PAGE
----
Did you know that it was common to use asbestos in drywall and other applications throughout the 20th century? That is until they were banned in 1977.
But what is asbestos, and why is using this material banned?
Asbestos is a naturally occurring carcinogenic material that was widely used in construction materials in the 1930s – 1950s due to its fire-resistant and insulating properties. However, it has since been linked to serious health problems such as mesothelioma and lung cancer. Because of this, its use has been greatly restricted and banned in many countries.
In this post, we’ll delve into what you need to know about asbestos in drywall, including its history, potential health risks, how to identify it, and what to do if you suspect it in your drywall.
Health Concerns Regarding Asbestos in Drywall
Asbestos is a fibrous material that can be inhaled and trapped within the body. This leads to irritation and scarring of the respiratory tract and other organs.
The irritation and scarring can cause a variety of health problems, including:
- Shortness of breath
- Persistent cough
- Chest pain
- Difficulty swallowing
- Weight loss
- Lung cancer
- Pleural effusions and plaques
Asbestos exposure symptoms may not appear immediately. In fact, it can take decades for the health effects of exposure to become remotely apparent. This makes it vital to always be aware of the potential presence of asbestos in your home and to take steps to minimize your risk of exposure.
In most cases, exposure to asbestos occurs through the inhalation of its fibers. You can be exposed when asbestos-containing materials are disturbed, releasing fibers into the air.
The risk of exposure is greatest for individuals who work with these materials on a regular basis, like those in automotive repair, firefighting, and building and equipment maintenance.
However, individuals and families who live in homes built before asbestos in drywalls were banned may also be at risk of exposure if the drywalls are damaged or disturbed.
History of Using Asbestos in Drywall
During the 20th century, before its ban in 1977, asbestos was commonly used in a variety of building materials, including drywall. Using asbestos in drywall was particularly popular during the mid-20th century when it was used as a means of fireproofing buildings, reducing the risk of fire-related damage, and as reinforcement material for drywall panels.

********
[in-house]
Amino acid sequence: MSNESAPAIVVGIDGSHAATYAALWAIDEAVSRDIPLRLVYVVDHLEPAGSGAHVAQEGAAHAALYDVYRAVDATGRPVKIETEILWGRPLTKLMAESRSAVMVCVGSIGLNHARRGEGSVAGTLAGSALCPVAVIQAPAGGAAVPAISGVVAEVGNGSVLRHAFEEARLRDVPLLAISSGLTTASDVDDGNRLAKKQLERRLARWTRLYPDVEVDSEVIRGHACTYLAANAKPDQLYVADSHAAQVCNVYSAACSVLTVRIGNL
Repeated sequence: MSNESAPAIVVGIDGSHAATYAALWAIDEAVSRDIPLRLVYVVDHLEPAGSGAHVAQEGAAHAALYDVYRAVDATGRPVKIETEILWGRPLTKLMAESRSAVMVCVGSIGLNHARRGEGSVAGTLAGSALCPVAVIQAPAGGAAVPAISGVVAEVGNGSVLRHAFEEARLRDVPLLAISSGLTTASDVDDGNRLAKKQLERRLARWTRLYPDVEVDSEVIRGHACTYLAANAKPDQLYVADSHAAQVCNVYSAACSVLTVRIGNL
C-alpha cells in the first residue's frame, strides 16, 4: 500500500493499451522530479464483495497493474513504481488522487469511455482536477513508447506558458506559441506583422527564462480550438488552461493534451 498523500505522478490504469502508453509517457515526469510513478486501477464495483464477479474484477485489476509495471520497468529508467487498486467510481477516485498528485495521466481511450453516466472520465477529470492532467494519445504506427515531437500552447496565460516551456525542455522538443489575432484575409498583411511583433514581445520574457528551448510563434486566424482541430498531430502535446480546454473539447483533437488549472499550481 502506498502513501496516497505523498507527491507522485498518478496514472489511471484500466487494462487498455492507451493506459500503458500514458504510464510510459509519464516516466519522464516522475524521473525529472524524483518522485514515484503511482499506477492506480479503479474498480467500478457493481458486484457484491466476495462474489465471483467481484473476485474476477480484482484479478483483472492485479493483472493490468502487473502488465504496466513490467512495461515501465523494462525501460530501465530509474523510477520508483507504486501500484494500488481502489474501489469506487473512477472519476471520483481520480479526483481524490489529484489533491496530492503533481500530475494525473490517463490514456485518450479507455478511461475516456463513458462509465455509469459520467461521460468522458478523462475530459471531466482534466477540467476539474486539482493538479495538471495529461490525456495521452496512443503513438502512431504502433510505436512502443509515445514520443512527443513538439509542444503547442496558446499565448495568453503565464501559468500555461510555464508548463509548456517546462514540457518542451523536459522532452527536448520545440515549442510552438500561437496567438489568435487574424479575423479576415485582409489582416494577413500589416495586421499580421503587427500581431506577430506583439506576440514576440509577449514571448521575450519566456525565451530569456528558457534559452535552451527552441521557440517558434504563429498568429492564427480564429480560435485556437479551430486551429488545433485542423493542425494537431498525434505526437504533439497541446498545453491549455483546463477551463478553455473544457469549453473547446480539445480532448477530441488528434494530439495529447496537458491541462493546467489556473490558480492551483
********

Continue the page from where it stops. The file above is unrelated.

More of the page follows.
Asbestos fibers were mixed with other materials, such as plaster or paper, to create the once-popular asbestos-containing drywall to use in both residential and commercial buildings.
These drywalls were particularly popular in the construction of schools and other public buildings.
In addition to its fire-resistant and insulating properties, asbestos was also inexpensive and readily available. It was also a durable material that was resistant to decay, making it an attractive choice for builders.
If you suspect that there may be asbestos in the drywall of your home or workplace, it is crucial to take action to determine its presence and address it appropriately.
There are several visual signs that may indicate the presence of asbestos in drywall. For example, asbestos-containing drywalls may be marked with warning labels or other markings that indicate the presence of asbestos.
In some cases, asbestos-containing drywall may also have a distinct appearance. They may have a different color or texture than non-asbestos drywall.
If you have any reason to suspect that your drywall may contain asbestos, it’s vital that you have it properly tested by a qualified professional.
Asbestos testing can be performed by a trained and certified asbestos professional, who can assess the mineral’s presence and recommend the appropriate steps for addressing it.
Asbestos testing is generally inexpensive and can be performed quickly, making it an affordable and vital step in identifying and addressing the presence of asbestos in drywall.
Removing Asbestos From Your Drywall
Once you’ve confirmed the presence of asbestos in your drywall, it’s important to take steps to remove it to protect yourself and others from the potential health risks associated with asbestos exposure.
There are several safety precautions that should be taken into account when removing asbestos in drywall. This is because the asbestos fibers are so minuscule that they’re easily inhaled and trapped within the body.
In order to minimize the risk of exposure, it’s important to use protective equipment such as:
- Protective clothing
It’s also vital that you seal off the area where the asbestos removal is taking place to prevent the spread of the fibers through the air.
However, no matter how many safety precautions you take, it’s best not to risk a devastating illness and to work with a professional to remove asbestos in drywall.
Asbestos removal can be a complex and hazardous process, and it’s important to have the work performed by trained and certified professionals. This is because professionals are fully equipped to handle asbestos safely.
Asbestos professionals will be able to assess the extent of the asbestos contamination and develop a plan for safely removing the mineral from your drywall. They’ll also be able to properly dispose of any asbestos-containing materials in accordance with local regulations.
At the end of the day, it’s still vital to be aware of the potential presence of asbestos in your home or workplace, particularly in materials that it was commonly used in, like drywalls.
If you’re located in the Portland, OR, area and are concerned about the presence of asbestos in drywall, don’t hesitate to reach out to Alpha Environmental Services.
Our team of qualified professionals can help you identify and remove asbestos from your home or workplace, ensuring that you and your family are protected from the potentially devastating health risks associated with asbestos exposure.